WaterproofNoYes (IPX8)Yes (IPX8)
ConnectivityWi-FiWi-Fi or Wi-Fi + free 3G/4GWi-Fi or Wi-Fi + free 4G
Battery lifeWeeks on a single chargeWeeks on a single chargeWeeks on a single charge
Dimensions160 x 113 x 8.7mm167 x 116 x 8.2mm159 mm x 141 mm x 3.4-8.4 mm
Weight174gWi-Fi: 182g4G: 191g188g

The regular Kindle and Kindle Paperwhite can be purchased in two variants: “with special offers” and “without special offers”. These are adverts Amazon pushes through to your device's lock screen. If you prefer to remove the adverts, you can do so by paying an extra £10.

The Kindle Oasis also has a “Free 4G” model, costing a little more than the Wi-Fi-only variant. The 4G model comes with no monthly fees or additional costs. Amazon covers the 4G connectivity, giving you the ability to download content to your Kindle almost anywhere in the world. You can see Amazon's full 4G coverage map here.

Which Kindle should you buy?

The budget Kindle is a nice start for people buying an ebook reader for the first time but a pointless purchase for people considering upgrading from the 2016 model.

The Kindle Paperwhite is, overall, the best Kindle in terms of value and performance. It has an excellent touchscreen and backlight and is the best upgrade option for people with old Kindle models. With its waterproofing and Audible compatibility, it's nearly as good as the luxurious Oasis.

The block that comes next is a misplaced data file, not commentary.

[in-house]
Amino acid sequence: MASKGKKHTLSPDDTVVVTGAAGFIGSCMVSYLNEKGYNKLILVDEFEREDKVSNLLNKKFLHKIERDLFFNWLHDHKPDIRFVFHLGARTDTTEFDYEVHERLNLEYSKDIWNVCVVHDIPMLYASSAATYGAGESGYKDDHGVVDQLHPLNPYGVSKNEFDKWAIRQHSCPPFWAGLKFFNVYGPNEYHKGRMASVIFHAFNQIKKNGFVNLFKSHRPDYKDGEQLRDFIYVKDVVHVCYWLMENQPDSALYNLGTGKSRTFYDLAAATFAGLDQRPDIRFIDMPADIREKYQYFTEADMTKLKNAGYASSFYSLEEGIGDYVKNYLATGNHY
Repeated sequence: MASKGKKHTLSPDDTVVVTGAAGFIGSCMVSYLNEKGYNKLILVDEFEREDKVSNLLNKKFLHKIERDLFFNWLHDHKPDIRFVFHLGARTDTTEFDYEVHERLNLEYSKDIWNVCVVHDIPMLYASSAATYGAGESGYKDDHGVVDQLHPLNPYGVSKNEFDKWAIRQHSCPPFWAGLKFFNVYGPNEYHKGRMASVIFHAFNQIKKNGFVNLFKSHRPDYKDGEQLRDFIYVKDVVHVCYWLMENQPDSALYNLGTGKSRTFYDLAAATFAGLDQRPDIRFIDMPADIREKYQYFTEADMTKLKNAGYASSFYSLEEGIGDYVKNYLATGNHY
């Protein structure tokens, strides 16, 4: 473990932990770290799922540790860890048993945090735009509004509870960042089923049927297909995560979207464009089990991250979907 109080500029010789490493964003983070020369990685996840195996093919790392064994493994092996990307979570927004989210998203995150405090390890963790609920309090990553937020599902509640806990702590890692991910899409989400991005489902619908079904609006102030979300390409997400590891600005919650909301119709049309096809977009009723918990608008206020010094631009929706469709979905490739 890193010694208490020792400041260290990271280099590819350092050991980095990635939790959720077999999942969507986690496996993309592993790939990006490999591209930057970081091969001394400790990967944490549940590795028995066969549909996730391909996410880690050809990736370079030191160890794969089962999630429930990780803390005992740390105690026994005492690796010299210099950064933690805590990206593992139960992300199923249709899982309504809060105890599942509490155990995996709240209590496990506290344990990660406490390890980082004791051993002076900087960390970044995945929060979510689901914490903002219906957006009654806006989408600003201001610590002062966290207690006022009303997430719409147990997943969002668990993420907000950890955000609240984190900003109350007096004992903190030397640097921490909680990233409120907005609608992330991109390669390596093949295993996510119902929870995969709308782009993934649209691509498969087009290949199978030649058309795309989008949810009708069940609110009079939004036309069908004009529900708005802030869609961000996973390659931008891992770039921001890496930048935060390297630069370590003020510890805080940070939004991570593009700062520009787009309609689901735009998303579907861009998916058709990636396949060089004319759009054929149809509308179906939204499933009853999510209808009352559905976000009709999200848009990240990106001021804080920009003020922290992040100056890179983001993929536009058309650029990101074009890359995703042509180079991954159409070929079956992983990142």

Finally, the Kindle Oasis is the best choice for those who use their Kindle every day. Yes, it's expensive, but it's a genuine pleasure to use and it's the Kindle to buy if you want the best of the best.

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In-Depth
  • Amazon Kindle: The best low cost e-reader

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    The Amazon Kindle might lack audiobook playback and waterproofing but it's still a great e-reader

    19 Oct 2018
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  • Kindle (2014) review

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    The all new basic Kindle (2014) is a decent cut-price eReader with an excellent touchscreen but it looks and feels cheap

    28 Nov 2014
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  • Amazon Kindle (2012) review

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    69
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    It's basic, but the price is spot on and the screen quality is excellent. If you want a device for pure reading, this is it

    23 Oct 2014
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  • Amazon Kindle 3 review

    Amazon Kindle
    149
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    It’s cheap, the hardware is fantastic and the range of books is brilliant. These are all enough to overlook the minor annoyance of no ePub support.

    11 Oct 2010